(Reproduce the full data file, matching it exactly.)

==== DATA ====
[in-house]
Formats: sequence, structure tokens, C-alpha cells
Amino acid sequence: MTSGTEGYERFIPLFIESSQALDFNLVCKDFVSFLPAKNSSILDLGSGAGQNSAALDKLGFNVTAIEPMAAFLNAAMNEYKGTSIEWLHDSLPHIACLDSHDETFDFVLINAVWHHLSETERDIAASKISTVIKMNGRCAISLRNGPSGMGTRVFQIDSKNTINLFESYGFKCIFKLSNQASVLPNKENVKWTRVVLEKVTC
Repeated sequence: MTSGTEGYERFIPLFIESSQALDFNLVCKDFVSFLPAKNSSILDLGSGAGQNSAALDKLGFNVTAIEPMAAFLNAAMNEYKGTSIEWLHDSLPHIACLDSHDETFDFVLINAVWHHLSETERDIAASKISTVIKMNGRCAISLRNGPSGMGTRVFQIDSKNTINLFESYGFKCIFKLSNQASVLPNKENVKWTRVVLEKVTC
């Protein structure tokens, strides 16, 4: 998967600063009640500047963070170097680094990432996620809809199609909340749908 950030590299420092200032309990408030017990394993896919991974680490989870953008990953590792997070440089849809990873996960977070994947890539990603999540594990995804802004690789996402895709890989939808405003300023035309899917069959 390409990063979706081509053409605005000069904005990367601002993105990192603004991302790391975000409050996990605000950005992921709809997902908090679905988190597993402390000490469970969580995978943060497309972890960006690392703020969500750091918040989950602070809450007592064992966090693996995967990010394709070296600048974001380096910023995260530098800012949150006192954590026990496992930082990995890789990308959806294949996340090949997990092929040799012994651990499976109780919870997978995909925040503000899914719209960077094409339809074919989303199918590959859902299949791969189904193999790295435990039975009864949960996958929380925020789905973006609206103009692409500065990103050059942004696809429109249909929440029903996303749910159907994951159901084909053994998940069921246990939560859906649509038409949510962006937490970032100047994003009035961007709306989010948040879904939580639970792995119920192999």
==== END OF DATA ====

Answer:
[in-house]
Formats: sequence, structure tokens, C-alpha cells
Amino acid sequence: MTSGTEGYERFIPLFIESSQALDFNLVCKDFVSFLPAKNSSILDLGSGAGQNSAALDKLGFNVTAIEPMAAFLNAAMNEYKGTSIEWLHDSLPHIACLDSHDETFDFVLINAVWHHLSETERDIAASKISTVIKMNGRCAISLRNGPSGMGTRVFQIDSKNTINLFESYGFKCIFKLSNQASVLPNKENVKWTRVVLEKVTC
Repeated sequence: MTSGTEGYERFIPLFIESSQALDFNLVCKDFVSFLPAKNSSILDLGSGAGQNSAALDKLGFNVTAIEPMAAFLNAAMNEYKGTSIEWLHDSLPHIACLDSHDETFDFVLINAVWHHLSETERDIAASKISTVIKMNGRCAISLRNGPSGMGTRVFQIDSKNTINLFESYGFKCIFKLSNQASVLPNKENVKWTRVVLEKVTC
């Protein structure tokens, strides 16, 4: 998967600063009640500047963070170097680094990432996620809809199609909340749908 950030590299420092200032309990408030017990394993896919991974680490989870953008990953590792997070440089849809990873996960977070994947890539990603999540594990995804802004690789996402895709890989939808405003300023035309899917069959 390409990063979706081509053409605005000069904005990367601002993105990192603004991302790391975000409050996990605000950005992921709809997902908090679905988190597993402390000490469970969580995978943060497309972890960006690392703020969500750091918040989950602070809450007592064992966090693996995967990010394709070296600048974001380096910023995260530098800012949150006192954590026990496992930082990995890789990308959806294949996340090949997990092929040799012994651990499976109780919870997978995909925040503000899914719209960077094409339809074919989303199918590959859902299949791969189904193999790295435990039975009864949960996958929380925020789905973006609206103009692409500065990103050059942004696809429109249909929440029903996303749910159907994951159901084909053994998940069921246990939560859906649509038409949510962006937490970032100047994003009035961007709306989010948040879904939580639970792995119920192999």